You may ask, after reading all this, so what – what’s the big deal with dental awareness? Many of us take our teeth for granted, and perhaps don’t realize just how crucial a role they play. Without a set of healthy teeth, we will not be able to enjoy the scrumptious dishes we consume everyday. In short, our teeth are a fundamental if not indispensable link to our dietary health. It is, therefore, important to understand the nature of tooth decay to help us prevent it. Hopefully, after the short reading from above, you’ll think twice before you eat sugar-rich food and soft drinks the next time.

Bibliography

Briseno, T. (n.d.). What wears down tooth enamel, and how can you prevent it?.Discovery Fit & Health. Retrieved March 2, 2013, from health.howstuffworks.com/wellness/oral-care/problems/what-wears-down-tooth-enamel1.htm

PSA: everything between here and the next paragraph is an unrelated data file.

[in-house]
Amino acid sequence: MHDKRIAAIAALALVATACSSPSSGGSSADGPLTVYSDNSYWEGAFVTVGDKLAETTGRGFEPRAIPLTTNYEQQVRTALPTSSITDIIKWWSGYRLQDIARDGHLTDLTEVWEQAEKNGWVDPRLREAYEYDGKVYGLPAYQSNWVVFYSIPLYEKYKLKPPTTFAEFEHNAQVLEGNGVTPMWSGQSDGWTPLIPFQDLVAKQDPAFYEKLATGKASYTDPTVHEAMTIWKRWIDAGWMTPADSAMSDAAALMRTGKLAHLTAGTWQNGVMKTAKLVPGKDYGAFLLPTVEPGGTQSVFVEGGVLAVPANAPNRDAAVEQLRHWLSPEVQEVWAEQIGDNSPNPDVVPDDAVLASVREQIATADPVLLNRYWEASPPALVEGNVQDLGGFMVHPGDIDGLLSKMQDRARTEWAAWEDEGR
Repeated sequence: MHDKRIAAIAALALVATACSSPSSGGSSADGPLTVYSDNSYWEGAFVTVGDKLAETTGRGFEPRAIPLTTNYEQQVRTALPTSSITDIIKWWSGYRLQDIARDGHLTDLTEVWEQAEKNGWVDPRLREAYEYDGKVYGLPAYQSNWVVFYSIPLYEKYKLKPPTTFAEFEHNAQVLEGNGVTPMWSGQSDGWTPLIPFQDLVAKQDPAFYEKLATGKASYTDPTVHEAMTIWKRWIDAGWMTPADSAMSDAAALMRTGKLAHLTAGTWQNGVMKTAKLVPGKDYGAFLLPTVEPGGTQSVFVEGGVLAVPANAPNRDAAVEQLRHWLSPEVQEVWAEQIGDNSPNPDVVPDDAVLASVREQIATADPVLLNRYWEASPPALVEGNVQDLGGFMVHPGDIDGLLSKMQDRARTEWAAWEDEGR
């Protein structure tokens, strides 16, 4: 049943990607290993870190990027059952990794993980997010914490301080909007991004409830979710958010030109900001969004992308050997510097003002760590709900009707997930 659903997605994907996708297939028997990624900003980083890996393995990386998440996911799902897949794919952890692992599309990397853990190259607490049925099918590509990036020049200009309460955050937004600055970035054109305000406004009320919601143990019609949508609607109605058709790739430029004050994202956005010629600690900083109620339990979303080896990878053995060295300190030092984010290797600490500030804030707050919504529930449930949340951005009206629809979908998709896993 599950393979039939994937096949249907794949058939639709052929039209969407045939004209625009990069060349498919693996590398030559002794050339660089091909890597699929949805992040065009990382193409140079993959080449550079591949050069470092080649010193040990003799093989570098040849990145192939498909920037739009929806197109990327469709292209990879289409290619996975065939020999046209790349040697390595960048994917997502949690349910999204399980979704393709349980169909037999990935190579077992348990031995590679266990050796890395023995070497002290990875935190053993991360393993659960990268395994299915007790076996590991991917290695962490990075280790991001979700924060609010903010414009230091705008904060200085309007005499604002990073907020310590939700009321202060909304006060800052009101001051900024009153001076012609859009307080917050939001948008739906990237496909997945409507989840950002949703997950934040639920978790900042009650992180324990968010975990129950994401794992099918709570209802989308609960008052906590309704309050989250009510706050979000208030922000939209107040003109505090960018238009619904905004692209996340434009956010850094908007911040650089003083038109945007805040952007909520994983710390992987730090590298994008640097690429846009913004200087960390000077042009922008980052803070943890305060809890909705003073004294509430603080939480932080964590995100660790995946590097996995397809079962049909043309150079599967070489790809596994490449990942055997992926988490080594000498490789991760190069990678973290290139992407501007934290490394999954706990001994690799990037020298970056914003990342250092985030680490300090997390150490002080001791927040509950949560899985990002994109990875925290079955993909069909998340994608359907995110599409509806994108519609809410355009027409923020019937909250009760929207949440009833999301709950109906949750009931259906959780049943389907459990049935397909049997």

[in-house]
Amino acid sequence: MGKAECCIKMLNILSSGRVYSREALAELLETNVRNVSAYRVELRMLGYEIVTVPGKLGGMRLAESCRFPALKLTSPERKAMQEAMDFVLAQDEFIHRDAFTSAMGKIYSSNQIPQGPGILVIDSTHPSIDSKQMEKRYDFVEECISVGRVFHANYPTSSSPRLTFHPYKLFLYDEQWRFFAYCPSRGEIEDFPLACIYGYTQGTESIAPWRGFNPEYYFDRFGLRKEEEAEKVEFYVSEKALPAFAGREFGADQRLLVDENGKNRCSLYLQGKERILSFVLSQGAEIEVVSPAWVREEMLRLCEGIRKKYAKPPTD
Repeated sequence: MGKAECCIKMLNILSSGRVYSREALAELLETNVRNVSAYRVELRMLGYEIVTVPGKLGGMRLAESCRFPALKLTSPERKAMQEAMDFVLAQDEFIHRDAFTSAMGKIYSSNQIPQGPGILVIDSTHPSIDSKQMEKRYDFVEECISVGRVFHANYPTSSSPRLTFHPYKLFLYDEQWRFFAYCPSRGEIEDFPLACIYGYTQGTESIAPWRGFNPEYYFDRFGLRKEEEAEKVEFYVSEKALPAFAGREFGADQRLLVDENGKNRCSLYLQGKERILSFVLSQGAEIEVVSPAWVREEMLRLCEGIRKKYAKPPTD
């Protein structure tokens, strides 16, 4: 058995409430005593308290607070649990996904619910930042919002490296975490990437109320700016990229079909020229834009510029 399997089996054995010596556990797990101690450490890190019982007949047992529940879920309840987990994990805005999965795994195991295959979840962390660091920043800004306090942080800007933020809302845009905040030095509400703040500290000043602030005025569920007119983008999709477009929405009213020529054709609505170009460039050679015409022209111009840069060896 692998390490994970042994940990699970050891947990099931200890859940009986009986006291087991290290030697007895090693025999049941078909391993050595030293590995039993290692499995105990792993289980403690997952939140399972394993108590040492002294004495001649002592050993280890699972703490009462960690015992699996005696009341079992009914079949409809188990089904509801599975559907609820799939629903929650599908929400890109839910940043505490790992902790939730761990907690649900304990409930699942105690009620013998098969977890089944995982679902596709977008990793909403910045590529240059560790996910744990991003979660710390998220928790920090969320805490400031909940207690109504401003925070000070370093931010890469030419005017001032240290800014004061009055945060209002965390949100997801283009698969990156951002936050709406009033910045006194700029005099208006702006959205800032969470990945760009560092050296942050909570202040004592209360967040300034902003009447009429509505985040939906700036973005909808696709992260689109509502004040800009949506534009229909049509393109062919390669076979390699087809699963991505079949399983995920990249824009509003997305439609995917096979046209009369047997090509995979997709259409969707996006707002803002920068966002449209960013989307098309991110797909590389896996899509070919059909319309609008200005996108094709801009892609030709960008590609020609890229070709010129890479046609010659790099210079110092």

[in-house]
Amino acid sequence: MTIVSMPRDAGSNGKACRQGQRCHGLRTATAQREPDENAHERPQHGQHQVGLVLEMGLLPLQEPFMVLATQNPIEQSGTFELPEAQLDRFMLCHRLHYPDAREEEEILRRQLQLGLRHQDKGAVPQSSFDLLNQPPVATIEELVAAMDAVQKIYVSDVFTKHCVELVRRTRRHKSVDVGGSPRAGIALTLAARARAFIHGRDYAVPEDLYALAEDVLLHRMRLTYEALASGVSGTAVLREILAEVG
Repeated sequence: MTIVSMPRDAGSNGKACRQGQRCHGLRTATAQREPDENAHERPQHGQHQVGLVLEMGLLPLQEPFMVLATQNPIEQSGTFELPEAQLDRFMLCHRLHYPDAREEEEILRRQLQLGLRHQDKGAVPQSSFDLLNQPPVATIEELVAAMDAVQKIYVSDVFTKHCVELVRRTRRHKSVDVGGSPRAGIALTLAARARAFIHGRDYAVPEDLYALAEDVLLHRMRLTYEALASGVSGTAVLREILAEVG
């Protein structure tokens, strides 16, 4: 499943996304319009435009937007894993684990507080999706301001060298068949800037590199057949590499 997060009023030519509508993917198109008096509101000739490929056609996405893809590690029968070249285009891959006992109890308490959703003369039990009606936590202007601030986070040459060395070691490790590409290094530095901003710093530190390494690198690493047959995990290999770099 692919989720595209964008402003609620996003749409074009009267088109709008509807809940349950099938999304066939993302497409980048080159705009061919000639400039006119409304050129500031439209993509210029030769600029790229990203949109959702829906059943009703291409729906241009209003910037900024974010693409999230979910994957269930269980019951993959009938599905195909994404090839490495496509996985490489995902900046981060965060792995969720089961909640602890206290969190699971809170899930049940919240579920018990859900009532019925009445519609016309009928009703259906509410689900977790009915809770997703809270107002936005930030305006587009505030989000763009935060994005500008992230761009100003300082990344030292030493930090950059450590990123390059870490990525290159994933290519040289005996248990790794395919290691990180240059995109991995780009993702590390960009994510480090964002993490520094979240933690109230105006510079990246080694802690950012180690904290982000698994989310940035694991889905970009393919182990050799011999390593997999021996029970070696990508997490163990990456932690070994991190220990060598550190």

Fotek, P. (2012, February 22). Toothaches. Medline Plus. Retrieved March 2, 2013, from www.nlm.nih.gov/medlineplus/ency/article/003067.htm

Gordon, J. (n.d.). Cavities and Fillings 101. Discovery Fit & Health. Retrieved March 2, 2013, from http://health.howstuffworks.com/wellness/oral-care/problems/cavity1.htm

Lussi, A. (2006). Dental Erosion. Basel: Karger.

Periodontal (Gum) Disease: Causes, Symptoms, and Treatments. (2012, August). National Institute of Dental and Craniofacial Research. Retrieved March 2, 2013, from http://www.nidcr.nih.gov/OralHealth/Topics/GumDiseases/PeriodontalGumDisease.htm

Tools. (2004). British Dental Association. Retrieved March 2, 2013, from www.3dmouth.org/1/1_2.cfm

Tooth Decay. (n.d.). British Dental Association. Retrieved March 2, 2013, from www.3dmouth.org/2/2_3.cfm

What is Tooth Decay. (n.d.). National Maternal & Child Oral Health Resource Center. Retrieved March 2, 2013, from www.mchoralhealth.org/OpenWide/media/flash/decay_flash.htm

Image

Gordon, J. (n.d.). Cavities and Fillings 101. Discovery Fit & Health. Retrieved March 2, 2013, from http://health.howstuffworks.com/wellness/oral-care/problems/cavity1.htm

Lussi, A. (2006). Dental Erosion. Basel: Karger.